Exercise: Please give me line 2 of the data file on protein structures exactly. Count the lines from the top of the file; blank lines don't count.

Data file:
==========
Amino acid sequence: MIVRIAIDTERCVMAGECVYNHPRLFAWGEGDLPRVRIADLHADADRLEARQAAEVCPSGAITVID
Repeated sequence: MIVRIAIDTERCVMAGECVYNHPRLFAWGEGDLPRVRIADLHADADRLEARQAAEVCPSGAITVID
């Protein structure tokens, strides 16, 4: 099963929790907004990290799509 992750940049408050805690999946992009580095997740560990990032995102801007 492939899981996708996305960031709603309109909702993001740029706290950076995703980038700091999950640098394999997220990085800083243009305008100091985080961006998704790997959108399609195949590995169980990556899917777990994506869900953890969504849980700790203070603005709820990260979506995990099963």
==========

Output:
Repeated sequence: MIVRIAIDTERCVMAGECVYNHPRLFAWGEGDLPRVRIADLHADADRLEARQAAEVCPSGAITVID